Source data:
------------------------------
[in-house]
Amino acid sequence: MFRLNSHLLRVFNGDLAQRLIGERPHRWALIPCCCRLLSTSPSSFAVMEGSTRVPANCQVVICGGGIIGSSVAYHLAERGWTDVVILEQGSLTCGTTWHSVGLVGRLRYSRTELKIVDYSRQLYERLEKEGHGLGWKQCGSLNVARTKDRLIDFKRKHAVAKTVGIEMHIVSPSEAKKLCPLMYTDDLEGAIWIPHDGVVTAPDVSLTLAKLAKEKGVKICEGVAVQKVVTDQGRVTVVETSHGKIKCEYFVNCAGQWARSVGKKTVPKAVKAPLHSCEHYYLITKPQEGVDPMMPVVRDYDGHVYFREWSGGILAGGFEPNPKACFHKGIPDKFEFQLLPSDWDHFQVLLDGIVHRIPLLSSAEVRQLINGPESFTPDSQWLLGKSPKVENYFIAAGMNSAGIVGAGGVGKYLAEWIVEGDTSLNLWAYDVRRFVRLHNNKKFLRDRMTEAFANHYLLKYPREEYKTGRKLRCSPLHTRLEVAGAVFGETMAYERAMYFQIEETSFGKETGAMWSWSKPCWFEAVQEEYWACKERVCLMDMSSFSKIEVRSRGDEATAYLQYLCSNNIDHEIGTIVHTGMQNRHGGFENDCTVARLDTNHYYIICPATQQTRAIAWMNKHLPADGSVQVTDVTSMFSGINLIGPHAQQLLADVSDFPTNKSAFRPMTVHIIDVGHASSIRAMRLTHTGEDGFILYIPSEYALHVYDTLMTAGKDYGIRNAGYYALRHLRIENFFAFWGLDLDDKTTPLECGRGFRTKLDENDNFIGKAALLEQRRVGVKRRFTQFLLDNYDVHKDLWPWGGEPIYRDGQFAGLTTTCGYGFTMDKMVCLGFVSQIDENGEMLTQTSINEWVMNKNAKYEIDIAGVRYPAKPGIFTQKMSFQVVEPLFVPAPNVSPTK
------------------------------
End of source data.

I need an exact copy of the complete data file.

[in-house]
Amino acid sequence: MFRLNSHLLRVFNGDLAQRLIGERPHRWALIPCCCRLLSTSPSSFAVMEGSTRVPANCQVVICGGGIIGSSVAYHLAERGWTDVVILEQGSLTCGTTWHSVGLVGRLRYSRTELKIVDYSRQLYERLEKEGHGLGWKQCGSLNVARTKDRLIDFKRKHAVAKTVGIEMHIVSPSEAKKLCPLMYTDDLEGAIWIPHDGVVTAPDVSLTLAKLAKEKGVKICEGVAVQKVVTDQGRVTVVETSHGKIKCEYFVNCAGQWARSVGKKTVPKAVKAPLHSCEHYYLITKPQEGVDPMMPVVRDYDGHVYFREWSGGILAGGFEPNPKACFHKGIPDKFEFQLLPSDWDHFQVLLDGIVHRIPLLSSAEVRQLINGPESFTPDSQWLLGKSPKVENYFIAAGMNSAGIVGAGGVGKYLAEWIVEGDTSLNLWAYDVRRFVRLHNNKKFLRDRMTEAFANHYLLKYPREEYKTGRKLRCSPLHTRLEVAGAVFGETMAYERAMYFQIEETSFGKETGAMWSWSKPCWFEAVQEEYWACKERVCLMDMSSFSKIEVRSRGDEATAYLQYLCSNNIDHEIGTIVHTGMQNRHGGFENDCTVARLDTNHYYIICPATQQTRAIAWMNKHLPADGSVQVTDVTSMFSGINLIGPHAQQLLADVSDFPTNKSAFRPMTVHIIDVGHASSIRAMRLTHTGEDGFILYIPSEYALHVYDTLMTAGKDYGIRNAGYYALRHLRIENFFAFWGLDLDDKTTPLECGRGFRTKLDENDNFIGKAALLEQRRVGVKRRFTQFLLDNYDVHKDLWPWGGEPIYRDGQFAGLTTTCGYGFTMDKMVCLGFVSQIDENGEMLTQTSINEWVMNKNAKYEIDIAGVRYPAKPGIFTQKMSFQVVEPLFVPAPNVSPTK